When chronic illness becomes a new kind of normal, it also becomes a cruel existence, one in which pain is a constant torture and exhaustion is as frequent as breathing.
I could see all kinds of things that I had missed when I was stuck in my bed. I could feel the breeze swirling around me; I could see hummingbirds buzzing around a tree branch above the roof. I didn't realize it until later, but it was the first time I had been outside in two years.
It seemed like something that could easily sound inauthentic or fake, the thought of which made me cringe, but in the end he not only did justice to my writing, he managed to accurately convey the struggle of me trying to speak.
Naming the disease after a scientist, or doctor, or even a damn town (as was done for Lyme disease) would be better than calling it chronic fatigue syndrome.
I eventually snap out of it and remember: Oh hey, there's another person here, someone helping me and we're supposed to be working together. But I don't want to work together, not on things I've done alone my entire life ...
The entire time I've been sick I've wanted to be that person -- the person who brings tears of joy to dry eyes, the person who makes people believe in happy endings and the body's astonishing ability to heal itself. I wanted to be that person so bad, perhaps even more than I wanted to merely do things that healthy people do. And to a certain extent I have become that person, or rather, I was that person and now I'm having a bit of an identity crisis. What happens when you are known for battling illness, then stop recovering?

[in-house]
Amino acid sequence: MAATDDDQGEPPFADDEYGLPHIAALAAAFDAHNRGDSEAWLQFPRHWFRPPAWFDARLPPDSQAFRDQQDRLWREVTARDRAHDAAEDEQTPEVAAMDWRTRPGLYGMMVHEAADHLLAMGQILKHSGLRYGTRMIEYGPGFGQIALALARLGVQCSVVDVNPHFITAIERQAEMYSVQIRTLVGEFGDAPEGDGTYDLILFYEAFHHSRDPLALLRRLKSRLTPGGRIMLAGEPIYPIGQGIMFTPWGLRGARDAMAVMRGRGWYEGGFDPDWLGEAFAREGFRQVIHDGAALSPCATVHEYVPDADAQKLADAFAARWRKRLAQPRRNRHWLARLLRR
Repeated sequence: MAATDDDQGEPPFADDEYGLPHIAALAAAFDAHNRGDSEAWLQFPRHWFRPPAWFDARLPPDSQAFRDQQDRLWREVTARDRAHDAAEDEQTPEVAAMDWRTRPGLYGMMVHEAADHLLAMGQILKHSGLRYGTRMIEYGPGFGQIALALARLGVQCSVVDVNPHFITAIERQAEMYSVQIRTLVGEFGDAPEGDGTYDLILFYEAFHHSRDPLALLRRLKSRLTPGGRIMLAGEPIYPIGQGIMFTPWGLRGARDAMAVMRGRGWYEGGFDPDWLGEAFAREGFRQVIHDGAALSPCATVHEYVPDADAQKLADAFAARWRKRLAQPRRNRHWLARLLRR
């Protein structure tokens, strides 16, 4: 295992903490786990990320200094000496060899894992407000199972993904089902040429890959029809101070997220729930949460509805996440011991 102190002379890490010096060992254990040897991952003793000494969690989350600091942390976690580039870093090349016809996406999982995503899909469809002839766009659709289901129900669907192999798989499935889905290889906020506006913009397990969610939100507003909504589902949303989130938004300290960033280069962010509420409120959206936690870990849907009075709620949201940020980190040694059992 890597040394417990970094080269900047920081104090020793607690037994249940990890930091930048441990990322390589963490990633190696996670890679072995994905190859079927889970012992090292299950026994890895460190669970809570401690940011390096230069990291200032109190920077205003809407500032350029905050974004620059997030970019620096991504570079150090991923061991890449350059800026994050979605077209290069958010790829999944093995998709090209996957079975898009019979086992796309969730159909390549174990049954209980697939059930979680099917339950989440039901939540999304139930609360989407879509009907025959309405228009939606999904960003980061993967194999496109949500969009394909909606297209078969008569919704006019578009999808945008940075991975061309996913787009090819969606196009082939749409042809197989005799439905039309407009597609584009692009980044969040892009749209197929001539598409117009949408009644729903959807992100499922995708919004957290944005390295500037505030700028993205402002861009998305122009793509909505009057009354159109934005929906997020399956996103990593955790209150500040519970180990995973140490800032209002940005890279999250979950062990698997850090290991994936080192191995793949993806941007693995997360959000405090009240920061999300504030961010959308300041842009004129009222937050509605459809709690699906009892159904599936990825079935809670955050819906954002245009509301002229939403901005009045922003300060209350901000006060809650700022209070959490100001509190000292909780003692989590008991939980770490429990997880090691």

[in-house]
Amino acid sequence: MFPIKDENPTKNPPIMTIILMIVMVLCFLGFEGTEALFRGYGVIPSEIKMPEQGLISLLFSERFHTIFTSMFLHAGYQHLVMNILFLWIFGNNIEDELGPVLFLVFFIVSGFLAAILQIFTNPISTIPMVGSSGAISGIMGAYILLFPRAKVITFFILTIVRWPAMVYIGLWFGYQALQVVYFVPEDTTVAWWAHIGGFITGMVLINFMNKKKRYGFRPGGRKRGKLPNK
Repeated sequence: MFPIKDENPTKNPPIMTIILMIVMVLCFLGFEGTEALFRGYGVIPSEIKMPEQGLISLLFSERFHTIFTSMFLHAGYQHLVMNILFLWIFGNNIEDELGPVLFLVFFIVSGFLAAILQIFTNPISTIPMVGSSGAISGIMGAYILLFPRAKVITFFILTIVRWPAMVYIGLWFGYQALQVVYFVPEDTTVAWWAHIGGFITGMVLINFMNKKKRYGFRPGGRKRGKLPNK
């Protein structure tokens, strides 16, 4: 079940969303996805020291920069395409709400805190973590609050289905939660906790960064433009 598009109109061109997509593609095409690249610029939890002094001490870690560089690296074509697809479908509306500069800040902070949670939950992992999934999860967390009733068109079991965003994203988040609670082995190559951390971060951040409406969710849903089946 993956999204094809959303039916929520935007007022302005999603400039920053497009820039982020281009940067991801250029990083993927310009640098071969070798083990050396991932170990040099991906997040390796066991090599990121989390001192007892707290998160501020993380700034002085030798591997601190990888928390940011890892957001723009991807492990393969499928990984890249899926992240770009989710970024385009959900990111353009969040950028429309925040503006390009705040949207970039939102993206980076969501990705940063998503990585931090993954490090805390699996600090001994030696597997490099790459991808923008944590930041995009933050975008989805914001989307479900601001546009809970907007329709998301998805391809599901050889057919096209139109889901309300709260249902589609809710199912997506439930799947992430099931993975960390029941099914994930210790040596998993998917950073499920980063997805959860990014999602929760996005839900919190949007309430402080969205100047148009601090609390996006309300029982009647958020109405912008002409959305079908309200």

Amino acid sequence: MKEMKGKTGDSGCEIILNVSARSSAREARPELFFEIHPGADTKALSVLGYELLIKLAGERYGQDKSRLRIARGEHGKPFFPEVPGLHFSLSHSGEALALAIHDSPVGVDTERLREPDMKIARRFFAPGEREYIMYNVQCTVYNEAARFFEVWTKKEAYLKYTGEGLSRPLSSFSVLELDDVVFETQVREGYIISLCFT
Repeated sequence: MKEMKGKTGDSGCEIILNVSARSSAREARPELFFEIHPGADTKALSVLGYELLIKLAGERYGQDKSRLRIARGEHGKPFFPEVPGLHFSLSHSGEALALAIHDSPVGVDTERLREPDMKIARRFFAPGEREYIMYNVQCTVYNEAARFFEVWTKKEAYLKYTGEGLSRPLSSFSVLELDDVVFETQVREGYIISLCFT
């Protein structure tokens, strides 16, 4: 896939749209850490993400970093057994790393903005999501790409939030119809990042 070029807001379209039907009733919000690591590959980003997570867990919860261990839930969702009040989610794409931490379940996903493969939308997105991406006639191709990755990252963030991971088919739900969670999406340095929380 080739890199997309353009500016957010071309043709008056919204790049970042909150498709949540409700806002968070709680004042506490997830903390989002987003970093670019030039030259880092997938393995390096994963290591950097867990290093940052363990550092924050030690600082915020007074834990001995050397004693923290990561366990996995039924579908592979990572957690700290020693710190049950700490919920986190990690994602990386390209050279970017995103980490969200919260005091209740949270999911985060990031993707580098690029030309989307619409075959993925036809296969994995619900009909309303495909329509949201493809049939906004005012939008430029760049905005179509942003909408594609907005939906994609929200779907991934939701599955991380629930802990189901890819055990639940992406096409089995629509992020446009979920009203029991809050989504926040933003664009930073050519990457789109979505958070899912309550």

One of the most memorable events in Serena’s life after she entered adulthood began by sliding down a set of stairs on a mattress. Children do this for fun, sure, but Serena was 18 — an adult — and by no means was she having fun. She was trying to see a doctor.
"When your own life is threatened, your sense of empathy is blunted by a terrible, selfish hunger for survival." - Yann Martel (Life of Pi) Lately I've been reflecting on the ups and downs of having a chronic illness -- in my case, two illnesses, myalgic encephalomyelitis (chronic fatigue syndrome) and Lyme disease. Mostly I've... Continue Reading →
It's been two weeks since my last blog post. Did you miss me? I sure missed you! I really did. I realize you may not have noticed my absence, which is fine but if you didn't, then: bye! Just joking, I'm sure most of you didn't notice I took a break, but writing this post... Continue Reading →